Universe

Gravitational waves

Gravitational waves

Some equations formulated by Einstein in 1915 predicted the existence of a phenomenon called gravitational waves. At the end of 2015 these waves were detected directly.

We all know what the waves are. For example, those that form in a pond with still water when a stone is thrown.

In the Theory of relativity, Einstein demonstrates that space and time are not independent of each other, but constitute a unique entity called space time. If we imagine these two variables together forming a two-dimensional flat elastic membrane, we can guess that, in the presence of a mass, spacetime will "deform", as a normal membrane would do under the weight of a billiard ball.

Any other object with mass notices that deformation, and is forced to follow different paths than it would follow if the membrane were not deformed. The effect or consequence of that curved geometry of spacetime is the gravity, and this is how relativity manages to explain the famous universal gravitation discovered by Newton.

How do gravitational waves occur?

Accelerated massive bodies produce fluctuations in the space-time fabric that propagates like a wave throughout the Universe. These are the gravitational waves planned by Einstein and now discovered.

Only exceptional events in cosmic objects with huge masses, such as neutron stars, gamma-ray bursts or black holes, can produce waves with enough energy to be detected; events as powerful as, for example, the explosion of a giant supernova or the fusion of two black holes.

Gravitational waves shorten space-time in one direction, lengthen it in the other, and propagate at the speed of light. Nothing stops or reflects them; Therefore, unlike light and other electromagnetic waves, it hardly matters how many objects they find in their path until they reach Earth.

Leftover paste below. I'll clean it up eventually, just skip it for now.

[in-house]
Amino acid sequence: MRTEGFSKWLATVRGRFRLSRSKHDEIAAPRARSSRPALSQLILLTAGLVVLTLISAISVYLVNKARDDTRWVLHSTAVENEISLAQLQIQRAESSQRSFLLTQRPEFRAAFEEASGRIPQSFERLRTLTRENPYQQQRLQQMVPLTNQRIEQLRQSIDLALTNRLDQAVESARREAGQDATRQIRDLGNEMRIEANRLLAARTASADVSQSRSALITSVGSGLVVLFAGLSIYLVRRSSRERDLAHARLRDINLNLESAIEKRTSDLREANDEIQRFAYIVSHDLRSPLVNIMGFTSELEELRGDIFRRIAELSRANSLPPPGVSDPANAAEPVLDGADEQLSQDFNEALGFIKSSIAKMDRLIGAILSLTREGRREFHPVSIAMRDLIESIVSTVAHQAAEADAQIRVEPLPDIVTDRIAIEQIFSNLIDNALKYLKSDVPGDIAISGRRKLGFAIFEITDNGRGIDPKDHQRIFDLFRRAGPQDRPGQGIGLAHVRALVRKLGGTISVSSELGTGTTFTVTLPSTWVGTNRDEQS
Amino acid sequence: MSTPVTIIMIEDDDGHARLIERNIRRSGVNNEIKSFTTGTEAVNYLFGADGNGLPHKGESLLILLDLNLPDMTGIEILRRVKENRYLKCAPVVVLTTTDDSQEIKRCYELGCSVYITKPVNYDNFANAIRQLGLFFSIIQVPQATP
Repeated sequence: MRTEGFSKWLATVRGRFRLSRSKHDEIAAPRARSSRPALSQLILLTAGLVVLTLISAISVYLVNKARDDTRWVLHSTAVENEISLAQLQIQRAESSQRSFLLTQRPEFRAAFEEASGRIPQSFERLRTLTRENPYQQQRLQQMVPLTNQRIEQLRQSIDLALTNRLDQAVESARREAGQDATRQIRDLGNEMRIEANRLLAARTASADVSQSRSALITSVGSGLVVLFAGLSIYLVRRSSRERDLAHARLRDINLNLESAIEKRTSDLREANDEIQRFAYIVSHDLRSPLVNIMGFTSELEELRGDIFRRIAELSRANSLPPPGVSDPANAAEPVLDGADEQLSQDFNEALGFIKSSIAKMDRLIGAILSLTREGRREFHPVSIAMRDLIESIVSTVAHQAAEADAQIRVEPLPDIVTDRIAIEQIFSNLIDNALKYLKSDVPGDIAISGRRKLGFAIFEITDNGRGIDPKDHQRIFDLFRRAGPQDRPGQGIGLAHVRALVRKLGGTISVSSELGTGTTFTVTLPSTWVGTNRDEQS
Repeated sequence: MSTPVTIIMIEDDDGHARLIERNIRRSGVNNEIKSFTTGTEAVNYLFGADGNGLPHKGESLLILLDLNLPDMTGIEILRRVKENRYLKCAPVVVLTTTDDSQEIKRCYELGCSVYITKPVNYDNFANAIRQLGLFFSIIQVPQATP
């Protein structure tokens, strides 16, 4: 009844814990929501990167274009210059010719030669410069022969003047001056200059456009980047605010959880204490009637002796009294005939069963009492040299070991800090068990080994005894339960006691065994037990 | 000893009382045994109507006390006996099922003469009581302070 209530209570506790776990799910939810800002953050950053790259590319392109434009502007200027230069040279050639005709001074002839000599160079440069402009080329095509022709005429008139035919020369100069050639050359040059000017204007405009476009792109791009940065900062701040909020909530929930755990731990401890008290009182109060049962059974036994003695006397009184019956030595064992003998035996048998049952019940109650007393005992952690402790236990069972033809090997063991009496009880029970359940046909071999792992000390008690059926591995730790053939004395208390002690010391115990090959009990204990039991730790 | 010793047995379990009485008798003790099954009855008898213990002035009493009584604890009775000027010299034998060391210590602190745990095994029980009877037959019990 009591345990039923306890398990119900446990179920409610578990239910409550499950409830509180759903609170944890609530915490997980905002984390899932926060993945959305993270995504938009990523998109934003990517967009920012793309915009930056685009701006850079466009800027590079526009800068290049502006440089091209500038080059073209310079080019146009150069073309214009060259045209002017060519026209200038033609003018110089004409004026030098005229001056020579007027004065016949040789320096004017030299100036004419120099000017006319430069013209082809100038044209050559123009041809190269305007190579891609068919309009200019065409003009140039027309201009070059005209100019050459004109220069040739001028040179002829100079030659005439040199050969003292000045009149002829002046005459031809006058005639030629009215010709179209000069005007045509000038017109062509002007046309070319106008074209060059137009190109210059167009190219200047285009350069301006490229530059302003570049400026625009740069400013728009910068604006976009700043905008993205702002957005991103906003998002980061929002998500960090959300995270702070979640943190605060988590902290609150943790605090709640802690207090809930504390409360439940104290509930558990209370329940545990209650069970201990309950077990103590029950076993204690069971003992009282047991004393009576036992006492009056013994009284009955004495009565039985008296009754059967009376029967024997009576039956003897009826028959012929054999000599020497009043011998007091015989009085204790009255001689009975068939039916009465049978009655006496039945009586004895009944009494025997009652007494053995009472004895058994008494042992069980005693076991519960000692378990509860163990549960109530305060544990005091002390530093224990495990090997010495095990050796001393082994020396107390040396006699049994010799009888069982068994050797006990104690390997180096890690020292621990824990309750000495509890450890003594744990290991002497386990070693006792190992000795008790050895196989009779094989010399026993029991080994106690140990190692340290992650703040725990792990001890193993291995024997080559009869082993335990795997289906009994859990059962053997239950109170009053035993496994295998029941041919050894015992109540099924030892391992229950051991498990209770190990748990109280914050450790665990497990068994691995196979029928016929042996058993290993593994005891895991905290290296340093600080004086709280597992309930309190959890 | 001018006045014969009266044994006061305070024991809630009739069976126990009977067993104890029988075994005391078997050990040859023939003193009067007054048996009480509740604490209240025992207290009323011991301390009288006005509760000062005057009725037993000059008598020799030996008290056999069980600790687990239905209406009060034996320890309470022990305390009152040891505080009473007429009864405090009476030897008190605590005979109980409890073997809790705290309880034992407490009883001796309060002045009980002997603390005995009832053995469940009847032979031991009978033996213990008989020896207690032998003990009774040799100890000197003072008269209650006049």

Because they are important? Some events in the Universe are very difficult to detect directly. For example, observe black holes, which do not emit light. However, they can emit gravitational waves at times, such as when two of them collide and merge. This is what happened the first time gravitational waves were detected. They may even explain to us what happened in the first second of the Universe, just after the big Bang. It is hoped that this discovery will help to understand some of the great unknowns that physics and astronomy still have in mind.

How are they detected?

The Advanced Observatory of Gravitational Wave Laser Interferometry, known as LIGO, consisted of two detectors separated by 3,000 kilometers in 2015, in the states of Washington and Louisiana. Each detector consisted of two beams of laser light four kilometers long, arranged at right angles. When a gravitational wave occurs, one of these beams of light lengthens, while the other shortens. LIGO can detect differences of one ten thousandth of the diameter of an atomic nucleus.

The first signal was captured on September 14 at the two detectors at the same time. It came from a merger at 1.3 billion light-years and consisted of the collision of two black holes whose mass was 29 and 36 times that of the Sun. The two holes merged into one, releasing an energy equivalent to three solar masses , which was dismissed in the form of gravitational waves. When these waves reached us, 1.3 billion years later, they produced a very slight disturbance of space-time, imperceptible to everyone, but enough for the very high sensitivity of LIGO.

Scientists Rainer Weiss, Barry Barish and Kip Thorne won the 2017 Nobel Prize in Physics for their work on LIGO, the gravitational wave detector. The jury has recognized them for a discovery that shook the world. The three American physicists also received the Princess of Asturias Award for their decisive work in capturing this phenomenon with the Gravitational Wave Laser Interferometry Observatory.

The UIB Group of Relativity and Gravitation is a pioneer in Spain in the study of gravitational waves. In your page The Symphony of the Universe They offer information and resources on this subject.

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